Published On: Mon, Dec 9th, 2019

Jeremy Corbyn and the new mainstream

Tweeting earlier in response to Jeremy Corbyn’s conference speech, Ed Miliband observed that the centre ground had moved and was being shaped by Labour. Correct. The boasts about Labour being the mainstream have a solid foundation because, to be more exact, our party is one of two mainstreams.

There’s the one we’ve seen Labour pander to for the 20 years pre-JC. The “common sense” centre ground expressed by newspaper editorialising, which has seen a rough consensus around market economics and the role of state, groupthink about cutting social security and immigration, and a unity of purpose in scapegoating powerless minorities. Blair’s genius, if that’s the right phrase, was to constantly adapt to this consensus rather than challenge it. Even redistributive politics that assisted low wage earners were crafted in such a way as not to frighten the horses in the leafy marginals. One problem was once the Tories got their act together under Dave, all it took was Brown to bottle an election for them to cruise to pole position among your YouGovs and Survations. The progressive consensus the later Blair talked about as the timer ticked down lacked substance. For the policy achievements, and there were some, there was no legacy in terms of value and political change. Dog-eat-dog economics reigned and right wing populism and fascism started getting traction during his time. Dave certainly had his problems after ascending to the top job, but overcoming popular affection for New Labour wasn’t one of them. This is the mainstream our Labour First and Progress comrades want to orient toward. The route to power runs through the middle of Britain they say, and this is where it’s at. But they’re entirely wrong, because there is another mainstream. Corbyn’s politics were for years condemned and dismissed as fringe lunacy, but the general election result was a rude wake up for establishment politics of all hues. Just because the anger and frustration accumulating across British society didn’t find expression in elite media outlets, that didn’t mean it was a minority pursuit. Once the general election was called Corbynism became the repository of all that was rebellious and disaffected. Here was a party and a politician who spoke to those excluded from politics, responded to aspirations and interests the establishment conspicuously turned a tin ear to and from an incredibly low base took Labour to within a whisker of power. What Corbynism articulates is a sensibility that the world can be better. There is no need to throw a young generation on the scrap heap of precarity, low pay and frustrated ambition. Or look forward to a future of decaying public and social infrastructure, declining solidarity and atomisation bordering on loneliness. Or older people having their later life blighted by shoddy or non-existent care. Corbynism believes we can aspire to something better than beggar-thy-neighbour and I’m alight Jack selfishness, and 13 million people agreed. If the polls are to be believed – a risky proposition, yes – a consistent plurality of voters now do too.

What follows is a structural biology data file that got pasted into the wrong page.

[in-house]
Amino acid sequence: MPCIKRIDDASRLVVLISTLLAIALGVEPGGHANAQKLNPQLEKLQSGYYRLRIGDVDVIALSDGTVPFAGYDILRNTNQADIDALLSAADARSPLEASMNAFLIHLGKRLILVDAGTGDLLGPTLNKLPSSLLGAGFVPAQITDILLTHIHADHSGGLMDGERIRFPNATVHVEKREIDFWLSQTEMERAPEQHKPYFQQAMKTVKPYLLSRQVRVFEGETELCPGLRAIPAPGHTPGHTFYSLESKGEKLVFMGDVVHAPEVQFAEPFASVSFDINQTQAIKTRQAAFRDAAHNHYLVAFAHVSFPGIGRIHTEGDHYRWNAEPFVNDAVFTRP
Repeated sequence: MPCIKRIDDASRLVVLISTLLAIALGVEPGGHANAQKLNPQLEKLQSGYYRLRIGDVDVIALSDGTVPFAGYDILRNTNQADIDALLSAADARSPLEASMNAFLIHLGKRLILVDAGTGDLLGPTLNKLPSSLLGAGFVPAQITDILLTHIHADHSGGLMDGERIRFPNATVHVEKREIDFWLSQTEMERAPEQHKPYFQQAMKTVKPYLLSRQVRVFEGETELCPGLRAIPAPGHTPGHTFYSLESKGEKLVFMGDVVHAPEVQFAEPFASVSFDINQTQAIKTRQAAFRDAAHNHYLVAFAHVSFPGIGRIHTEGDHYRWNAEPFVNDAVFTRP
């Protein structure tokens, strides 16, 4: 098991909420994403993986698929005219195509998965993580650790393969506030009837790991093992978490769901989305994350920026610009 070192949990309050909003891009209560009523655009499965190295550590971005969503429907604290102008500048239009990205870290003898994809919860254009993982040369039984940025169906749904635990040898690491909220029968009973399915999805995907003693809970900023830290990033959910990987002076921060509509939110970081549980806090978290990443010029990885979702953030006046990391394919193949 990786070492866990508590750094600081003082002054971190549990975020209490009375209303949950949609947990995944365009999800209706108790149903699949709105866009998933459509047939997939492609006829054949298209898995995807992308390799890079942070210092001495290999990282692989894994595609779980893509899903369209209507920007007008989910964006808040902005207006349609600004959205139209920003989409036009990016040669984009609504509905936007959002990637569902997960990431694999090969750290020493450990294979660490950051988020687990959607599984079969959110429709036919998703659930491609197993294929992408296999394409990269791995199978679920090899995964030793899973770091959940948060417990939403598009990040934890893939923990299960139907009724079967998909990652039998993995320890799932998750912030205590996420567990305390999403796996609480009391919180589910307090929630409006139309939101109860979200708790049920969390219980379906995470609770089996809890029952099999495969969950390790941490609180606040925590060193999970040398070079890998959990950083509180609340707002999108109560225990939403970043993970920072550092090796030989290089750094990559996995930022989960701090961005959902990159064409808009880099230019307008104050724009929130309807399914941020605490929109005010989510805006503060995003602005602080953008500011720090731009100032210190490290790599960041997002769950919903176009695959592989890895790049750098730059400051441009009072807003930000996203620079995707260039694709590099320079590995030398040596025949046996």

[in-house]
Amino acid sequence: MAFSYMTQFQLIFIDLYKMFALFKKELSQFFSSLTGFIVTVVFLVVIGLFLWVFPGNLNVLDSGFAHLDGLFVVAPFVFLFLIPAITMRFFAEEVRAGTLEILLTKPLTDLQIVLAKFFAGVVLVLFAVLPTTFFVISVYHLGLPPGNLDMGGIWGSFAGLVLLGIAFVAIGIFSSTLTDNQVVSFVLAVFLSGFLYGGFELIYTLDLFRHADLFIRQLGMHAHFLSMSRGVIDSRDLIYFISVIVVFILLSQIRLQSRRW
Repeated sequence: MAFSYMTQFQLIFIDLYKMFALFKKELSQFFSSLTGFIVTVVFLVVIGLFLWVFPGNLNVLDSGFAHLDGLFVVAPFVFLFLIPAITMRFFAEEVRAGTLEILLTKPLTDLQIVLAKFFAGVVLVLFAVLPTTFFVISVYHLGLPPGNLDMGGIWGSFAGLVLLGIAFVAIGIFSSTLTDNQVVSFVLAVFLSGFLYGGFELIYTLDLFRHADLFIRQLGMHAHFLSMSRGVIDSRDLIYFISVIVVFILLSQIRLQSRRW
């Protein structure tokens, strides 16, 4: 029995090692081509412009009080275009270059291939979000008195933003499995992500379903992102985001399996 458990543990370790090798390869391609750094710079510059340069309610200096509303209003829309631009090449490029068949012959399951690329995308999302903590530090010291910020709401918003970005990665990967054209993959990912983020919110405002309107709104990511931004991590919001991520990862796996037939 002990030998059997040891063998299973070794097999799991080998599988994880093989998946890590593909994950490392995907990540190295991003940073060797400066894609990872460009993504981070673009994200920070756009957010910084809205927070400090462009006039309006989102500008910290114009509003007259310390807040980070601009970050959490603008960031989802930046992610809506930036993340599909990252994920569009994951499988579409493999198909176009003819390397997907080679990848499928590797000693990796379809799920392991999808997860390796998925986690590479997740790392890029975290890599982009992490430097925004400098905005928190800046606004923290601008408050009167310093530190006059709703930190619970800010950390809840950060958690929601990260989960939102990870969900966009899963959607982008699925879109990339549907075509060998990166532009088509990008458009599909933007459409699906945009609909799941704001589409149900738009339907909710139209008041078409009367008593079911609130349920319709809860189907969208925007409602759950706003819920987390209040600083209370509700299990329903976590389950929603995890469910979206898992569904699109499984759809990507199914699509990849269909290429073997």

The mainstreams are increasingly visible because we’re seeing the process of polarisation come out into the open. As British capitalism seizes up and its class relationships undergo a profound transformation, the mainstream or centre ground as Blair and friends understood it ekes out a half-life only in their imaginations. The task of progressive politics now is to ride the wave of the new working class, of drawing the immaterial worker into politics in greater numbers and transform the Labour Party into its vehicle. It’s about not just shaping the new mainstream cohering around left politics, but expanding it outwards. What the Labour Party is starting to grasp is how the centre is where the mass of aspirations are, and the mainstream the direction of political travel of a rising mass of millions of people. Jeremy Corbyn’s speech shows he understands this, while his legion of critics do not. And it is this that will continue commending him to the growing dominance of our mainstream.

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